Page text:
In 1990 saw the publication of the first Australian-written and drawn full-length Phantom story, Rumble in the Jungle, with Chatto providing the illustrations[13][17][18] and Jim Shepherd the storyline.[19] Chatto followed this by illustrating two more Phantom stories, Return of the Singh Brotherhood[18] and The Kings Cross Connection in 1992,[6] again collaborations with Shepherd.

Chatto died of cancer on 22 October 1992[2] at the age of 67.[5][6]


  1. ^ a b c d e Kent, Simon (1 November 1992). "A talented life on the drawing board". Sydney Morning Herald. Archived from the original on 25 April 2012. Retrieved 19 November 2011.
  2. ^ a b c d e f g h i j Shiell, Annette (1998). Bonzer: Australian Comics 1900s–1990s. Redhill, South Australia: Eluga Media. p. 115. ISBN 1-876308-12-5.
  3. ^ a b c d e f g h i Ryan, John (1979). Panel by Panel – An Illustrated history of Australian Comics. Cassell Australia. pp. 190–192. ISBN 0726973769.
  4. ^ a b c d e Kerr, Joan (1996). "Ronald Keith Chatto". Design & Art Australia Online. Retrieved 19 October 2011.
  5. ^ a b c d e f g h Ray, Greg (2007). "Keith Chatto 1924–1992". Collecting Books & Magazines. Retrieved 18 October 2011.
  6. ^ a b c d e f "Keith Chatto – Tribute". The Black and White Artists Club. Retrieved 18 October 2011.
  7. ^ "New Australian Comic Strips in the 'Herald'". Sydney Morning Herald. 26 June 1946. Retrieved 13 December 2011.
  8. ^ a b Burrow, Tony; Stone, Grant (1994). Comics in Australia & New Zealand: The Collections, The Collectors, The Creators. Haworth Press. p. 38. ISBN 978-1-56024-664-0.
  9. ^ a b Patrick, Kevin (19 April 2008). "El Lobo – The Man from Nowhere". Retrieved 19 October 2011.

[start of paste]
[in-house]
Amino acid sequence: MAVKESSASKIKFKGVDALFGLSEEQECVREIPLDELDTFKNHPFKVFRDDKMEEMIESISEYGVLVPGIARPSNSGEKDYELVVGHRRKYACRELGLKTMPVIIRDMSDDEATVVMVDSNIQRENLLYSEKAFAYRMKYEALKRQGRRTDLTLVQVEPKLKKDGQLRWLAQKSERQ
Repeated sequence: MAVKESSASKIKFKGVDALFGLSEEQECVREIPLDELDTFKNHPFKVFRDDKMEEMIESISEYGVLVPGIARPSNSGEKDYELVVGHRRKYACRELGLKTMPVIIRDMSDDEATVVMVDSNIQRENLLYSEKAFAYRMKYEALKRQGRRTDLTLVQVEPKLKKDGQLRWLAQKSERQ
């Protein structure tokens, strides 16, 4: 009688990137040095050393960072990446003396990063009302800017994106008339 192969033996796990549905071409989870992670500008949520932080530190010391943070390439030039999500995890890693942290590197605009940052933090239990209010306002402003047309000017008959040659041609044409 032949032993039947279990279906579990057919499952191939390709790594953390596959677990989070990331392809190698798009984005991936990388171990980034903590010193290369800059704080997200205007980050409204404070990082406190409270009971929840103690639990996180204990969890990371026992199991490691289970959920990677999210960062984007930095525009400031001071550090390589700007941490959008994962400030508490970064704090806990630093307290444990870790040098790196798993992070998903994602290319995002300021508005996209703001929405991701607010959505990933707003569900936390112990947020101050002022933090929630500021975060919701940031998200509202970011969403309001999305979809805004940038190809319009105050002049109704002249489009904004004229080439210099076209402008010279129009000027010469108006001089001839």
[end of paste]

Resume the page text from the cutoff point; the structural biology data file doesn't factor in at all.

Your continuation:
10. ^ "Atlas". AusReprints. Retrieved 13 December 2011.
  11. ^ "Steven Carlisle Illustrated Adventures". AusReprints. Retrieved 13 December 2011.
  12. ^ "Cabinet 13: Science Fiction & Fantasy". The Pulp Fiction Ehibition – Special Collections. Otago University. Retrieved 12 December 2012.
  13. ^ a b c Johnson-Woods, Toni (2004). Pulp: A Collector's Book on Australian Pulp Fiction Covers. National Library of Australia. ISBN 978-0-642-10766-4.
  14. ^ a b Patrick, Kevin (19 April 2008). "Comics of the Airwaves: The Twilight Ranger". Retrieved 19 October 2011.
  15. ^ Australian Films. Film Division. National Library of Australia. 1969.
  16. ^ Morris, Frank. "Skippy, Australia's most famous kangaroo". Grand Pacific Tours. Retrieved 19 October 2011.
  17. ^ "The Phantom No. 951A". Mirror of the World. State Library of Victoria. Archived from the original on 22 August 2011. Retrieved 19 October 2011.
  18. ^ a b "Keith Chatto – Chronological Listing". ComicBookDatabase. Retrieved 13 December 2011.
  19. ^ Shedden, Brian (7 August 1999). "The Phantom in Australia". Retrieved 12 December 2011.

External links[edit]

  • Toby Burrows, Grant Stone (1994). Comics in Australia and New Zealand: The Collections, the Collectors, the Creators. Haworth Press. ISBN 1-56024-664-2.
  • John Ryan (1979). Panel By Panel: an Illustrated History of Australian Comics. Cassell. ISBN 0-7269-7376-9.